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Here is why iBooks 2 textbooks will be $15 apiece

Posted: , by Nick T.

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Here is why iBooks 2 textbooks will be $15 apiece
By now you have probably heard that Apple is trying to change the way students learn by reinventing the textbook. And the company's attempt looks very promising indeed judging by our impression from iBooks 2. The interactive textbooks that will be sold through it deliver a rich, engaging experience despite their relatively low price of $15 apiece.

But have you wondered why publishers are willing to sell their textbooks at such a low price while a traditional one costs about $75? Well, the answer to that question is pretty simple actually. Here is how Terry McGraw, CEO of  McGraw-Hill, explains the pricing scheme: public schools purchase the textbooks at $75 each and keep them for 5 years on average. That brings a revenue of $15 per year for each textbook sold. However, textbooks sold through Apple's iBooks 2 will be sold directly to students. Regardless of whether the student pays for it out of their own pocket or use a voucher provided by the school, the textbook cannot be resold or given away to another student.

So technically, the publisher will be making that same $15 per book yearly revenue as with physical textbooks. Of course, a fraction of that money will go to Apple, but the publishers should be able to make that difference up by saving on printing costs and shipping. Having all that in mind, the $15 per textbook price is most likely to remain unchanged even though it was referred to as “pilot pricing” at yesterday's iBooks 2 announcement. Or at least when it comes to high school books as McGraw-Hill, like other publishers, has not announced whether it will distribute college textbooks through the iBooks 2 platform.

source: AllThingsD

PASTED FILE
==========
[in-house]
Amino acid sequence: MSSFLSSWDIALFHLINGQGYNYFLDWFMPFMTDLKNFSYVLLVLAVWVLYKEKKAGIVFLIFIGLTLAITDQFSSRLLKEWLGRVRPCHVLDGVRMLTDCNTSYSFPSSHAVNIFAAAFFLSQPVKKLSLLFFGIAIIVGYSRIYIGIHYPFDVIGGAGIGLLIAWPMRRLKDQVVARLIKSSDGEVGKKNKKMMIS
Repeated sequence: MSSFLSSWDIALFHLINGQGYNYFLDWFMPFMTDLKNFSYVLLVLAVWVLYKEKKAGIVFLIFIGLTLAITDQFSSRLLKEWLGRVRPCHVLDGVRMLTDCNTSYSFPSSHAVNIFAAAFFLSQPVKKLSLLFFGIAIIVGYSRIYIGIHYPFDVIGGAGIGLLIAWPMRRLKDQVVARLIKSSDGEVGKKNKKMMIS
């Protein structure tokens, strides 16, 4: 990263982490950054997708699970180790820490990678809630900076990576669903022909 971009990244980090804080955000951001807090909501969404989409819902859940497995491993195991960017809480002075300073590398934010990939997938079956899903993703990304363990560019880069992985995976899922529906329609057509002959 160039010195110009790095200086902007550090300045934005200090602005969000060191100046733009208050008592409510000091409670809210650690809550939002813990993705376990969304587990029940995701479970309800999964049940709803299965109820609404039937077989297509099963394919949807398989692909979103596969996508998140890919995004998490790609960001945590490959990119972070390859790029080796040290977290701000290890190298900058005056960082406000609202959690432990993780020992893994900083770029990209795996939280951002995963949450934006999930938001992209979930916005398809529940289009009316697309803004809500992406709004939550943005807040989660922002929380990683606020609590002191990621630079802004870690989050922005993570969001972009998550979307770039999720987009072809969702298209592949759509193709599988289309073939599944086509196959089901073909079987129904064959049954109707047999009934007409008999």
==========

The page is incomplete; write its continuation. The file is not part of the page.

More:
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posted on 20 Jan 2012, 06:33 2

1. PimpStrong (Posts: 310; Member since: 25 Jul 2011)


"publishers should be able to make that difference up by saving on printing costs and shipping"

Yet another step towards doing away with the need for human resources. I'm not against this type of technological advancement but damn people are losing jobs. I may push my son into computer programming so he has a way better chance to succeed in the next 12 years.

posted on 20 Jan 2012, 08:24 2

2. nnaatthhaannx2 (Posts: 820; Member since: 19 Oct 2011)


yea technology kills jobs.... but it didn't save Jobs.

posted on 20 Jan 2012, 09:21 1

3. random1204 (Posts: 27; Member since: 26 May 2010)


I see what you did there ;)

posted on 20 Jan 2012, 09:40 1

4. PimpStrong (Posts: 310; Member since: 25 Jul 2011)


That's deep s**t right there man.

posted on 20 Jan 2012, 10:37 1

5. remixfa (Posts: 13933; Member since: 19 Dec 2008)


thats because the man behind the technology refused to get behind the technology that could have saved him.

posted on 20 Jan 2012, 12:27

6. Paden (Posts: 262; Member since: 07 Jul 2011)


*contemplates life for 3 days straight*

posted on 21 Jan 2012, 12:21

7. AndroidTroll (Posts: 359; Member since: 05 Mar 2011)


nice one. Although you could have said it simpler with, "technology kills jobs...even Steve Jobs."

posted on 21 Jan 2012, 15:25

8. Uzzelien (Posts: 131; Member since: 22 Feb 2011)


Funny thing is I was reading another artical on this and schools don't pay as much on each text book as Apple claims they do. The really funny thing about the Apple book thing is that if you want it published on their store you can't have it published any other place. I can see the DOJ stepping into this and charging them with something.

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